with a gun, his conduct reasonably and unequivocally denoted an
intention and the present ability to harm the officer. This
evidence was competent and was not inherently incredible.
We affirm the judgment of the trial court.
Benton, J., dissenting.
"[I]n the early law a criminal assault was an attempt to
commit a battery and that only." R. Perkins, Criminal Law
159 (3d ed. 1982). Consistent with that view, the common law of
assault has long been defined in Virginia as follows:
"An assault is an attempt or offer,
with force and violence, to do some bodily
hurt to another, whether from wantonness or
malice, by means calculated to produce the
end if carried into execution; as by
striking at him with a stick or other
weapon, or without a weapon, though he be
not struck, or even by raising up the arm or
a cane in a menacing manner, by throwing a
bottle of glass with an intent to strike, by
levelling a gun at another within a distance
from which, supposing it to be loaded, the
contents might injure, or any similar act
accompanied with circumstances denoting an
intention coupled with a present ability, of
using actual violence against the person of
another. But no words whatever, be they
ever so provoking, can amount to an assault;
***". (Italics supplied).
Harper v. Commonwealth, 196 Va. 723, 733, 85 S.E.2d 249, 255
(1955) (citation omitted). See also Berkeley v. Commonwealth,
88 Va. 1017, 1017-18, 14 S.E. 916, 916 (1892).
In the present case, the issue concerns whether the
pointing of a finger while uttering the word "pow" is
performed either "by means calculated to produce the end if
carried into execution" or "with a present ability of
actual violence," which is an illustrative circumstance
contained in the definition of assault. Harper, 196 Va. at 733,
85 S.E.2d at 255. The common law definition of
contained in Harper does not encompass this type of intentional
conduct, which is intended to be frightening but is performed
without a present ability to produce the end if carried out.
Because of the limitations of this common law rule, "most
codes either include physical menacing in the crime of assault
or else create a separate crime of ‘menacing’ or ‘threatening’
covering such conduct." 2 LaFave and Scott, Substantive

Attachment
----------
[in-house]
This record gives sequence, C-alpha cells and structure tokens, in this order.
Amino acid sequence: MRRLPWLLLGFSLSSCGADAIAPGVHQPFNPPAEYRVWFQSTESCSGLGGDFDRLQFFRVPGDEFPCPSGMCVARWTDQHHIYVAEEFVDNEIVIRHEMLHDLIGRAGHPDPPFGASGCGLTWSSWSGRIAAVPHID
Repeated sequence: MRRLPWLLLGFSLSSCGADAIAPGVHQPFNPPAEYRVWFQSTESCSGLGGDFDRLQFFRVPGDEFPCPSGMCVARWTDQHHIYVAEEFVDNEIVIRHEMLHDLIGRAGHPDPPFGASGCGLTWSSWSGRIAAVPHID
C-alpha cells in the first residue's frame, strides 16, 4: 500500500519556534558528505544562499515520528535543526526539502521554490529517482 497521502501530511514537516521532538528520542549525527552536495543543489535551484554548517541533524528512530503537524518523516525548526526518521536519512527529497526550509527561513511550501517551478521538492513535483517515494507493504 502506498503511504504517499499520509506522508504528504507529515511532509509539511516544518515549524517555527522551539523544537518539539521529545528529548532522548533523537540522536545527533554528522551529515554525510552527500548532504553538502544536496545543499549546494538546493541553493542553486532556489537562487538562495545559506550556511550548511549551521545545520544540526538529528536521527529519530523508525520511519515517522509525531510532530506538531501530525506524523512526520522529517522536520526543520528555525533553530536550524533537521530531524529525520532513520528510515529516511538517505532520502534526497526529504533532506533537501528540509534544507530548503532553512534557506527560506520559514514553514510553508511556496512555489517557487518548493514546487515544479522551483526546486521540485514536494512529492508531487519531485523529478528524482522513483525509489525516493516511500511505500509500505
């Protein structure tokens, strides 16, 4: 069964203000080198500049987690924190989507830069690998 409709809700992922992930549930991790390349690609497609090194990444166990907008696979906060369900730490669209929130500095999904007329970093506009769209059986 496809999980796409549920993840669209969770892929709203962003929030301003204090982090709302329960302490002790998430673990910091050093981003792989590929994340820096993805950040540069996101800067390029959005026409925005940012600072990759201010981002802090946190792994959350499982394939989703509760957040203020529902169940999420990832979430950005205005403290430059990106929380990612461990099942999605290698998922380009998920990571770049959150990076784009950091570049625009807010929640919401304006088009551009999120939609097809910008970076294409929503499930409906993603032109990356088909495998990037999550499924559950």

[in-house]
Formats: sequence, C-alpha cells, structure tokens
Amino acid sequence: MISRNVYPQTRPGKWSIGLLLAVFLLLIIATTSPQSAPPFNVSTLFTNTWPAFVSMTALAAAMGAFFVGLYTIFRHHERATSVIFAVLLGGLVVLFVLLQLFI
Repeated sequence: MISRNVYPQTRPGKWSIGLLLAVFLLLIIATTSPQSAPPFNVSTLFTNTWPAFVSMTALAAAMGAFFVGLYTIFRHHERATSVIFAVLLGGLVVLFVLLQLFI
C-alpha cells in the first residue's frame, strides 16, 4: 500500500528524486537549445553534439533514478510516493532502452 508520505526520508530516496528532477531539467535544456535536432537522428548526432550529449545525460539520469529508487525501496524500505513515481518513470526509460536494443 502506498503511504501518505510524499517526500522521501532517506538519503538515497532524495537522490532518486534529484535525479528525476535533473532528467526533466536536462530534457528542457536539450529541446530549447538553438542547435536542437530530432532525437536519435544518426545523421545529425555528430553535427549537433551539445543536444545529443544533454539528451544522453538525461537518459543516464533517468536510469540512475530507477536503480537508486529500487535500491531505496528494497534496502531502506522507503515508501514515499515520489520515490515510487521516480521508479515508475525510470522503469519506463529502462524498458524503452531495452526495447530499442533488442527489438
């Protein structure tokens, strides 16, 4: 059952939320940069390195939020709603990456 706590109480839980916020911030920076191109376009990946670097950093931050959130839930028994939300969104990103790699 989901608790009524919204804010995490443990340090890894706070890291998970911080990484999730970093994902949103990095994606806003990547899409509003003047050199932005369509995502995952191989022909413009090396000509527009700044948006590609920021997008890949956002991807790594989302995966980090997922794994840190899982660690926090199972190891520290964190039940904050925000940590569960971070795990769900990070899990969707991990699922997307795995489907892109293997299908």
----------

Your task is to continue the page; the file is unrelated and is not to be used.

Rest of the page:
Criminal Law ? 7.16(b), at 315 n.27 (1986). When legislatures
statutorily define the crime in this manner "[f]or this
assault, a present ability to inflict injury is clearly
unnecessary." Id. at 315. See e.g. Williamson v. United
States, 445 A.2d 975, 978 (D.C. App. 1982) (holding that by
statute an assault is established by proving "a menacing
which may or may not be accomplished by a specific intent to
injure"); Barrios v. State, 702 A.2d 961, 970 (Md. App.
(noting that by statute Maryland provides for alternative forms
of assault, one of which is "an assault of the intentional
frightening variety . . . [that only] required in terms of
perception . . . an apparent present ability from the viewpoint
of the threatened victim"); State v. Riley, 442 A.2d 1297,
(Vt. 1982) (noting that Vermont’s assault statute, which is
patterned on the Model Penal Code, permits prosecution
a person who places another in fear of bodily injury, even if
the alleged assailant acts without purpose to carry out the
I, therefore, disagree with the majority opinion’s holding
that although Carter "had no actual ability to harm the
with a gun, his conduct . . . denoted an intention and the
present ability to harm the officer." I would hold that
committed an "act accompanied with circumstances denoting
intention" to menace but it was not "coupled with a
ability of using actual violence" or "calculated to
end if carried into execution." Harper, 196 Va. at 733, 85
S.E.2d at 255. See e.g. People v. Marceaux, 83 Cal. Rptr. 798,
803 (Cal. App. 1970) (holding that "an assault conviction
be predicted upon an intent only to frighten"); People v.
52 Cal. Rptr. 733, 735 (Cal. App. 1966) (holding that "[i]f
person threatens to shoot another with . . . a chocolate candy
pistol, there is no ability to commit . . . any injury with it
on the person of another"); Johnson v. State, 280 S.E.2d
857 (Ga. App. 1981) (holding that the evidence failed to
establish "the present ability to inflict a violent
where the evidence proved the accused shook his finger while
making a threat at persons in a car); Bacon v. Bacon, 567 N.W.2d
414, 418 (Iowa 1997) (holding that "[t]he offender must
apparent ability to execute the act constituting the
Because Virginia continues to be guided by the common law
rule concerning assault, I would hold that the conviction is not
supported because the evidence failed to prove Carter acted
means calculated to produce the end if carried into
Harper, 196 Va. at 733, 85 S.E.2d at 255.